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Therapy sessions are 45 minutes long and take place weekly unless other arrangements are made.


The initial session will be an hour long and will give us a chance to get to know one another. We will use this time to discuss your goals for therapy and make a plan for treatment.


Family sessions are available on an as needed basis for established clients and are an hour long.


I am available for consultation for licensed clinicians. Consultation is individually tailored and may include: help with diagnosis, treatment planning, therapeutic impasses, managing high risk clients, transference and countertransference, self-care and boundary setting, and professional development.

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I am not in-network with any health insurance companies. If you have a plan with out-of-network benefits, you may be able to be reimbursed for up to 80% of my fee. I provide monthly statements, which you can submit for reimbursement to your insurance company. Please contact your insurance company prior to treatment to determine if you have out-of-network benefits.​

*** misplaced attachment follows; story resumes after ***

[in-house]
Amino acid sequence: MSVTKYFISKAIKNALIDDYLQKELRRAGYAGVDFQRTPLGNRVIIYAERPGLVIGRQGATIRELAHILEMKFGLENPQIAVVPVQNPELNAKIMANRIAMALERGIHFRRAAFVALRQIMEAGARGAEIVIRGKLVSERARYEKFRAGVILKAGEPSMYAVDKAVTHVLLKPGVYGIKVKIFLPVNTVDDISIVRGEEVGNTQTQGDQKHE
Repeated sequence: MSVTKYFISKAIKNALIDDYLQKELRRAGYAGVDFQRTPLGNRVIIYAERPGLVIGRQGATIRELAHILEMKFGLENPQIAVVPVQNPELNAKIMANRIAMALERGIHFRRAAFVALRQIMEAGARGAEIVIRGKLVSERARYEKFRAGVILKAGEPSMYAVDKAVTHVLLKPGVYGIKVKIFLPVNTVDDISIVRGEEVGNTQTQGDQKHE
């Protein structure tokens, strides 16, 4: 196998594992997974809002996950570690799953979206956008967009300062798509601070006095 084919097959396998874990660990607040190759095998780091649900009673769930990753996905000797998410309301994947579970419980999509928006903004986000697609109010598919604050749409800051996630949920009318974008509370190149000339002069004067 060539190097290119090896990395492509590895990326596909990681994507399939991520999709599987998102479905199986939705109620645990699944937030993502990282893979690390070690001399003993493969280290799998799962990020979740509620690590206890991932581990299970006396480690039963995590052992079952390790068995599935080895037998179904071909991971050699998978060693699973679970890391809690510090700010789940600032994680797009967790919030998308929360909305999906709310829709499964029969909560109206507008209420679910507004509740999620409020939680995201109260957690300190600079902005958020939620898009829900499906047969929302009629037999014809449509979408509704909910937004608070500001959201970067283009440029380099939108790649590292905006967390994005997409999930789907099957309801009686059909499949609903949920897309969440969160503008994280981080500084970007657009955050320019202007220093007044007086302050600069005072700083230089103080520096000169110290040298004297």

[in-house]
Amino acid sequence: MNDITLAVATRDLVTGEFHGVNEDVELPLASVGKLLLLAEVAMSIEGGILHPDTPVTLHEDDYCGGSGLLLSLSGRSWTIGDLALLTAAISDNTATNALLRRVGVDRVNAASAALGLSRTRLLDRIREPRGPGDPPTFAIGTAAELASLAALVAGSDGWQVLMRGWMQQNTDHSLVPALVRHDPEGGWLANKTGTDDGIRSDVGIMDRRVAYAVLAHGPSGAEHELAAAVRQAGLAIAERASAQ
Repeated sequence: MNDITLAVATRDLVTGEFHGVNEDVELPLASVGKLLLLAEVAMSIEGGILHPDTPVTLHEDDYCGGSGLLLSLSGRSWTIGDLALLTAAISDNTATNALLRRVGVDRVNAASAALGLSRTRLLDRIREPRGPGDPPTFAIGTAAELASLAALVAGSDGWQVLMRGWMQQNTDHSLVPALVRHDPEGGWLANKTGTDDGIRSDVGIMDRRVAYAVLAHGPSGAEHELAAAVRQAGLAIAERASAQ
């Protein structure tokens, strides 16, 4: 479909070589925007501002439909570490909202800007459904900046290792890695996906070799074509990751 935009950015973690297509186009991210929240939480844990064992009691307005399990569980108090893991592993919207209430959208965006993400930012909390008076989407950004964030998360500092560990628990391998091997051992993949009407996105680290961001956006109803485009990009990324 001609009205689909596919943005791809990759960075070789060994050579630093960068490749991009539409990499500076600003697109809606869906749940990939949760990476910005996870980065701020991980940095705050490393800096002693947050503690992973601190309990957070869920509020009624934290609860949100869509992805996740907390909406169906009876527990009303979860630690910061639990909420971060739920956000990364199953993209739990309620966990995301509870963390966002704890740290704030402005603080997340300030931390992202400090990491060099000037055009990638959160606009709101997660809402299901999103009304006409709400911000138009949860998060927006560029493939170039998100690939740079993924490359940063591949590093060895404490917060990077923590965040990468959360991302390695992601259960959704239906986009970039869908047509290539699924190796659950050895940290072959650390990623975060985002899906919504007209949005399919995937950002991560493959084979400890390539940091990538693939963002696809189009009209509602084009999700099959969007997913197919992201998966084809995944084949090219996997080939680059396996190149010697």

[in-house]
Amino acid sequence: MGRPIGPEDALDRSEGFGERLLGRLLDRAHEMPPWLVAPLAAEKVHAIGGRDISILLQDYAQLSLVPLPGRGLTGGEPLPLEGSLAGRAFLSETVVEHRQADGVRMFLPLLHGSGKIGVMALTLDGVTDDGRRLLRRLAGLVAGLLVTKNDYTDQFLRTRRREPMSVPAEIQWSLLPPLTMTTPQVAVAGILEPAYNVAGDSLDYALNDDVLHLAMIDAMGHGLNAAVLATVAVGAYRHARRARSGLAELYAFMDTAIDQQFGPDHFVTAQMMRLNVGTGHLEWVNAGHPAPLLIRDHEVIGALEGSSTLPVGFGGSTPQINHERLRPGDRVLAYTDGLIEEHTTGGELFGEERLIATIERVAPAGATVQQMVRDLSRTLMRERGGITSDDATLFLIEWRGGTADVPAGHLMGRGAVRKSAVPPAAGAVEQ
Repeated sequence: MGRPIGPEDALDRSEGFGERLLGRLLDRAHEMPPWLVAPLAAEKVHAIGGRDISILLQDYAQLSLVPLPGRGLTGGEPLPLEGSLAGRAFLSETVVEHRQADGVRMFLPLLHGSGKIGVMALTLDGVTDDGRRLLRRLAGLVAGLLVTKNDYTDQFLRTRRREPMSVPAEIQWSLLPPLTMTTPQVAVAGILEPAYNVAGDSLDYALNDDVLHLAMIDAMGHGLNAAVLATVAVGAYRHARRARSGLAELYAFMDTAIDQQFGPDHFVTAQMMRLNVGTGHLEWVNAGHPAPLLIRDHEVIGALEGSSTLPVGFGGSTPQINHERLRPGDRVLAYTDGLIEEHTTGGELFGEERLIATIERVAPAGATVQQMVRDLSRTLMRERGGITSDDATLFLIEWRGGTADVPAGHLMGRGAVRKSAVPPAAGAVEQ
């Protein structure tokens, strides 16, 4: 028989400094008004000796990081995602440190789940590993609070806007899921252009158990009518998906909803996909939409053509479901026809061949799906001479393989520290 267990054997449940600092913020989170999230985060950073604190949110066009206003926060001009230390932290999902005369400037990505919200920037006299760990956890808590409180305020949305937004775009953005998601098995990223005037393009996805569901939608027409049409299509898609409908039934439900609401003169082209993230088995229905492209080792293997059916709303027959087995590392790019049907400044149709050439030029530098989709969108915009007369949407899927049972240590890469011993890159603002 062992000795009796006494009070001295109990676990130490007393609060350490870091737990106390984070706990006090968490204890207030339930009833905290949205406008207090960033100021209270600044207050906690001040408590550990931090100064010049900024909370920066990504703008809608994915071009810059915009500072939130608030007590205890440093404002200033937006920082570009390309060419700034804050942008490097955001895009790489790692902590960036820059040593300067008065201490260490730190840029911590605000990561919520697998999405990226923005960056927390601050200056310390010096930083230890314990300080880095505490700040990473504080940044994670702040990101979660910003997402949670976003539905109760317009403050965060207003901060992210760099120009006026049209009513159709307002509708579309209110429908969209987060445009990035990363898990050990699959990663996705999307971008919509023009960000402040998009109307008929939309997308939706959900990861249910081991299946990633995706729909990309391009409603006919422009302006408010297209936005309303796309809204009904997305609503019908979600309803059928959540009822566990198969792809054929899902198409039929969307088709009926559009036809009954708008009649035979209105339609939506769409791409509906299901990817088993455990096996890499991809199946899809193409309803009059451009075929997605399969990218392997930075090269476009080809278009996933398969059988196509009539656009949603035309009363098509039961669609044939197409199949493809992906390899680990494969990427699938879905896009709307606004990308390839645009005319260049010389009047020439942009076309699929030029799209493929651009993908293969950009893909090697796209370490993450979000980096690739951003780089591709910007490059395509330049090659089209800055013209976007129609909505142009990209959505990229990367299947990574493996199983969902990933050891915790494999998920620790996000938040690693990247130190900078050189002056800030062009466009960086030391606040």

If you plan to request reimbursement from your insurance, it is recommended you call your insurance company and ask:

  • Does my health insurance plan include mental health benefits?

  • Do I have out-of-network benefits, and, if so, how do I request reimbursement for services?    

  • Do I have a deductible? If so, what is it, and have I met it yet?

  • Will my health insurance reimburse for 60 minute sessions (CPT 90837) or only 45 minute sessions (CPT 90834)?

  • How much will my insurance reimburse me for sessions provided by a psychologist?

  • Does my plan limit how many sessions per calendar year I can have? If so, what is the limit?

  • Do I need to have written approval from my primary care physician in order for services to be covered?

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You have the right to receive a “Good Faith Estimate” explaining how much your medical care will cost.

Under the law, health care providers need to give patients who don’t have insurance or who are not using insurance an estimate of the bill for medical items and services.

You have the right to receive a Good Faith Estimate for the total expected cost of any non-emergency items or services. This includes related costs like medical tests, prescription drugs, equipment, and hospital fees.


Make sure your health care provider gives you a Good Faith Estimate in writing at least 1 business day before your medical service or item. You can also ask your health care provider, and any other provider you choose, for a Good Faith Estimate before you schedule an item or Service.


If you receive a bill that is at least $400 more than your Good Faith Estimate, you can dispute the bill.


Make sure to save a copy or picture of your Good Faith Estimate.


For questions or more information about your right to a Good Faith Estimate, visit

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